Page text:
Scientists say Endangered Species Act is as essential as ever after 50 years of success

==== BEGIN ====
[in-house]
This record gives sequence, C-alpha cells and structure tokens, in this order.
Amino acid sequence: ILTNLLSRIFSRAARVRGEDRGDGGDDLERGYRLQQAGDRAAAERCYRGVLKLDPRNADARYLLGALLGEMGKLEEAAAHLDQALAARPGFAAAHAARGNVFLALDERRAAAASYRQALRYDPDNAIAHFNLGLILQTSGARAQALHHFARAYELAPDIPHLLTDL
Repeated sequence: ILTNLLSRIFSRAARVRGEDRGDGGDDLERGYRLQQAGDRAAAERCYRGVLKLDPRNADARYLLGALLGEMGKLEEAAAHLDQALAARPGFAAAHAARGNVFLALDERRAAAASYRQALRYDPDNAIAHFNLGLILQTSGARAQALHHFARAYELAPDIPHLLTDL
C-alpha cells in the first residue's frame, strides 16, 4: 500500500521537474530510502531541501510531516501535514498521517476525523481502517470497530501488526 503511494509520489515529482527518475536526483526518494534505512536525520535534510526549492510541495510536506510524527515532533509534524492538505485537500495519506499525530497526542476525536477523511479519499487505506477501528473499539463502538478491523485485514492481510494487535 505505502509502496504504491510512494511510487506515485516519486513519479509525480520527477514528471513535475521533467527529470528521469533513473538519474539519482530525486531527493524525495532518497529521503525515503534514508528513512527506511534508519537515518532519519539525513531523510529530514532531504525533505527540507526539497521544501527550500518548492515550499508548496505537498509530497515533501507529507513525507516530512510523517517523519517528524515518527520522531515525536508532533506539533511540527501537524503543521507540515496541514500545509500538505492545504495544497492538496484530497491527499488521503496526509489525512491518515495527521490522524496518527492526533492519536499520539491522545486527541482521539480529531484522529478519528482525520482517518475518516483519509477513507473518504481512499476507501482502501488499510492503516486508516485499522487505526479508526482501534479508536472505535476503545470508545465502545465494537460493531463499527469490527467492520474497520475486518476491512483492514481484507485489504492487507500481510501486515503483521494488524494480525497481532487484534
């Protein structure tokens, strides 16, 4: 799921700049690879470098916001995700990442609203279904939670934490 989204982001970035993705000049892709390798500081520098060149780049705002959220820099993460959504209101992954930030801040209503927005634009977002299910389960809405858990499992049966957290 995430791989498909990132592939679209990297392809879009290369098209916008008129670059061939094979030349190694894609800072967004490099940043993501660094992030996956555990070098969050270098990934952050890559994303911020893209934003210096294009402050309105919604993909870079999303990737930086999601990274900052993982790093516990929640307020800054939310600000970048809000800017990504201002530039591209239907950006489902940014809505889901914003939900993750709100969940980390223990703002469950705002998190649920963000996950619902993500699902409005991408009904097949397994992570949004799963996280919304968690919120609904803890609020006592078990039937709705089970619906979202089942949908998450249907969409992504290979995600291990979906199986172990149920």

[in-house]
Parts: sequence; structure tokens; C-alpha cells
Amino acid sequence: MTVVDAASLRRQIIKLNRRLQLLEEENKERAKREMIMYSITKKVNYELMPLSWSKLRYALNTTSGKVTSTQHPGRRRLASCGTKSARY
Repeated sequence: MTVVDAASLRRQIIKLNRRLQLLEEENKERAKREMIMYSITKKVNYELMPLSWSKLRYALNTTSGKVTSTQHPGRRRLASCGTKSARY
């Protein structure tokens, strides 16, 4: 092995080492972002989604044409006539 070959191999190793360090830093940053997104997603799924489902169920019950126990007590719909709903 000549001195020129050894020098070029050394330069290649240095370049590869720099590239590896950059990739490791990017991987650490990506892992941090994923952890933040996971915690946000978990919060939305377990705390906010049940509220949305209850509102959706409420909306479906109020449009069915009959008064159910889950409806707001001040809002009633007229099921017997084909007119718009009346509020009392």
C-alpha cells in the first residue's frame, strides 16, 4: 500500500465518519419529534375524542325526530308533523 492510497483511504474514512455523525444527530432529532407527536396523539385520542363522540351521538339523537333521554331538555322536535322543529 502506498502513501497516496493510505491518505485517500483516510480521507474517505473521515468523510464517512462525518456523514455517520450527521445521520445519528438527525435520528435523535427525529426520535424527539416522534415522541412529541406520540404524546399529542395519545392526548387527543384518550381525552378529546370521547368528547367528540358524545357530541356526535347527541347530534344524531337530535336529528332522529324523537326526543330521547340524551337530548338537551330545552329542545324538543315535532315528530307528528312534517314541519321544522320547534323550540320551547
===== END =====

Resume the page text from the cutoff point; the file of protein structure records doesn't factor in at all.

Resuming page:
Biologist Ashley Wilson carefully disentangled a bat from netting above a tree-lined river and examined the wriggling, furry mammal in her headlamp's glow. "Another big brown," she said with a sigh. It was a common type, one of many Wilson and colleagues had snagged on summer nights in the southern Michigan countryside. They were looking for increasingly scarce Indiana and northern long-eared bats, which historically migrated there for birthing season, sheltering behind peeling bark of dead trees. The scientists had yet to spot either species this year as they embarked on a netting mission. "It's a bad suggestion if we do not catch one. It doesn't look good," said Allen Kurta, an Eastern Michigan University professor who has studied bats for more than 40 years. The two bat varieties are designated as imperiled under the Endangered Species Act, the bedrock U.S. law intended to keep animal and plant types from dying out. Enacted in 1973 amid fear for iconic creatures such as the bald eagle, grizzly bear and gray wolf, it extends legal protection to 1,683 domestic species. More than 99% of those listed as "endangered" on the verge of extinction or the less severe "threatened" have survived. "The Endangered Species Act has been very successful," Interior Secretary Deb Haaland said in an Associated Press interview. "And I believe very strongly that were in a better place for it." Fifty years after the law took effect, environmental advocates and scientists say it's as essential as ever. Habitat loss, pollution, climate change and disease are putting an estimated 1 million species worldwide at risk. Yet the law has become so controversial that Congress hasn't updated it since 1992 and some worry it won't last another half-century. Conservative administrations and lawmakers have stepped up efforts to weaken it, backed by landowner and industry groups that contend the act s tifles property rights and economic growth. Members of Congress try increasingly to overrule government experts on protecting individual species. The act is "well-intentioned but entirely outdated ... twisted and morphed by radical litigants into a political firefight rather than an important piece of conservation law," said Bruce Westerman, an Arkansas Republican and chairman of the House Committee on Natural Resources, who in July announced a group of GOP lawmakers would propose changes. Environmentalists accuse regulators of slow-walking new listings to appease critics and say Congress provides too little funding to fulfill the act's mission. "Its biggest challenge is its starving," said Jamie Rappaport Clark, president of the advocacy group Defenders of Wildlife. Some experts say the law's survival depends on rebuilding bipartisan support, no easy task in polarized times. "The Endangered Species Act is our best tool to address biodiversity loss in the United States," Senate Environment and Public Works chairman Tom Carper said during a May floor debate over whether the northern long-eared bat should keep its protection status granted in 2022. "And we know that biodiversity is worth preserving for many reasons, whether it be to protect human health or because of a moral imperative to be good stewards of our one and only planet." Despite the Delaware Democrat's plea, the Senate voted to nullify the bat's endangered designation after opponents said disease, not economic development, was primarily responsible for the population decline. That's an ominous sign, said Kurta the Michigan scientist, donning waders to slosh across the mucky river bottom for the bat netting project in mid-June. "Its population has dropped 90% in a very short period of time," he said. "If that doesnt make you go on the endangered species list, whats going to?" BI-STATE SAGE GROUSE CONSIDERED FOR THREATENED STATUS FOR THIRD TIME IN 10 YEARS Turbulent History Its "nothing short of astounding" how attitudes toward the law have changed, largely because few realized at first how far it would reach, said Holly Doremus, a University of California, Berkeley law professor. Attention 50 years ago was riveted on iconic animals like the American alligator, Florida panther and California condor. Some had been pushed to the brink by habitat destruction or pollutants such as the pesticide DDT. People over-harvested other species or targeted them as nuisances. The 1973 measure made it illegal to "harass, harm, pursue, hunt, shoot, wound, kill, trap, capture or collect" listed animals and plants or ruin their habitats. It ordered federal agencies not to authorize or fund actions likely to jeopardize their existence, although amendments later allowed permits for limited "take" incidental killing resulting from otherwise legal projects. The act cleared Congress with what in hindsight appears stunning ease: unanimous Senate approval and a 390-12 House vote. President Richard Nixon, a Republican, signed it into law. "It was not created by a bunch of hippies," said Rebecca Hardin, a University of Michigan environmental anthropologist. "We had a sense as a country that we had done damage and we needed to heal." But backlash emerged as the statute spurred regulation of oil and gas development, logging, ranching and other industries. The endangered list grew to include little-known creatures from the frosted flatwoods salamander to the tooth cave spider and nearly 1,000 plants. "Its easy to get everybody to sign on with protecting whales and grizzly bears," Doremus said. "But people didnt anticipate that things they wouldnt notice, or wouldnt think beautiful, would need protection in ways that would block some economic activity." An early battle involved the snail darter, a tiny Southeastern fish that delayed construction of a Tennessee dam on a river then considered its only remaining home. The northern spotted owls listing as threatened in 1990 sparked years of feuding between conservationists and the timber industry over management of Pacific Northwest forestland. Rappaport Clark, who headed the U.S. Fish and Wildlife Service under President Bill Clinton, said there were still enough GOP moderates to help Democrats fend off sweeping changes sought by hardline congressional Republicans. "Fast-forward to today, and support has declined pretty dramatically," she said. "The atmosphere is incredibly partisan. A slim Democratic majority in the Senate is the difference between keeping the law on life support and blowing it up." The Trump administration ended blanket protection for animals newly deemed threatened. It let federal authorities consider economic costs of protecting species and disregard habitat impacts from climate change. A federal judge blocked some of Trump's moves. The Biden administration repealed or announced plans to rewrite others. But with a couple of Democratic defections, the Senate voted narrowly this spring to undo protections for a rare grouse known as the lesser prairie chicken as well as the northern long-eared bat. The House did likewise in July. President Joe Biden threatened vetoes. But to wildlife advocates, the votes illustrate the act's vulnerability if not to repeal, then to sapping its strength through legislative, agency or court actions. One pending bill would prohibit additional listings expected to cause "significant" economic harm. Another would remove most gray wolves and grizzly bears subjects of decades-old legal and political struggles from the protected list and bar courts from returning them. "Science is supposed to be the fundamental principle of managing endangered species," said Mike Leahy, a senior director of the National Wildlife Federation. "Its getting increasingly overruled by politics. This is every wildlife conservationists worst nightmare." ENDANGERED FLORIDA PANTHER KILLED IN VEHICLE COLLISION, MARKING FOURTH FATAL INCIDENT THIS YEAR Elusive Middle Ground Federal regulators are caught in a crossfire over how many species the act should protect and for how long and how to balance that with interests of property owners and industry. Since the law took effect, 64 of roughly 1,780 listed U.S. species have rebounded enough to be removed, while 64 have improved from endangered to threatened. Eleven have been declared extinct, a label proposed for 23 others, including the ivory-billed woodpecker. That's a poor showing, said Jonathan Wood, vice president of law and policy with the Property and Environment Research Center, which represents landowners. The act was supposed to function like a hospital emergency room, providing lifesaving but short-term treatment, Wood said. Instead, it resembles perpetual hospice care for too many species. But species typically need at least a half-century to recover and most haven't been listed that long, said Noah Greenwald, endangered species director with the Center for Biological Diversity, an environmental group. And they often languish a decade or more awaiting listing decisions, worsening their condition and prolonging their recovery, he said. The Fish and Wildlife Service has more than 300 under consideration. The service "is not getting the job done," Greenwald said. "Part is lack of funding but it's mixed with timidity, fear of the backlash." Agency officials acknowledge struggling to keep up with listing proposals and strategies for restoring species. The work is complex; budgets are tight. Petitions and lawsuits abound. Congress provides millions to rescue popular animals such as Pacific salmon and steelhead trout while many species get a few thousand dollars annually. To address the problem and mollify federal government critics, supporters of the act propose steering more conservation money to state and tribal programs. A bill to provide $1.4 billion annually cleared the House with bipartisan backing in 2022 but fell short in the Senate. Sponsors are trying again. The Fish and Wildlife Service is using funds from Biden's Inflation Reduction Act to improve strategies for getting species off the list sooner, Director Martha Williams told a House subcommittee in July. It's also seeking accommodation on another thorny issue: providing enough space where imperiled species can feed, shelter and reproduce. The act empowers the government to identify "critical habitat" where economic development can be limited. Many early supporters believed public lands and waters state and national parks and wildlife refuges would meet the need, said Doremus, the California-Berkeley professor. But now about two-thirds of listed species occupy private property. And many require permanent care. For example, removing the Kirtland's warbler from the endangered list in 2019 was contingent on continued harvesting and replanting of Michigan jack pines where the tiny songbird nests. Meeting the rising demand will require more deals with property owners instead of critical habitat designations, which lower property values and breed resentment, said Wood of the landowners group. Incentives could include paying owners or easing restrictions on timber cutting and other development as troubled species improve. "You can't police your way" to cooperation, he said. The Fish and Wildlife Service proposed regulatory changes this year to encourage voluntary efforts, hoping they'll keep more species healthy enough to reduce listings. But environmentalists insist voluntary action is no substitute for legally enforceable protections. "Did the makers of DDT voluntarily stop making it? No," said Greenwald, arguing few landowners or businesses will sacrifice profits to help the environment. "We have to have strong laws and regulations if we want to address the climate and extinction crises and leave a livable planet for future generations." CALIFORNIA BEAVER POLICY AIMS TO TAP ECOLOGICAL BENEFITS, PROTECT 'KEYSTONE SPECIES' Grim Prospects Stars and fireflies provided the only natural light on the June night after Michigan biologists Kurta and Wilson extended fine nylon mesh over smoothly flowing River Raisin, 90 minutes west of Detroit. Frogs croaked; crickets chirped. Mayflies tasty morsels for bats swarmed in the humid air. Long feared by people, bats increasingly are valued for gobbling crop-destroying insects and pollinating fruit, giving U.S. agriculture a yearly $3 billion boost. "The next time you have some tequila, thank the bat that pollinated the agave plant from which that tequila was made," Kurta said, tinkering with an electronic device that detects bats as they swoop overhead. Hour after hour crept by. Eight bats fluttered into the nets. The scientists took measurements, then freed them. None were the endangered species they sought. A month later, Kurta reported that 16 nights of netting at eight sites had yielded 177 bats but just one Indiana and no northern long-eared specimens. "Disappointing," he said, "but expected."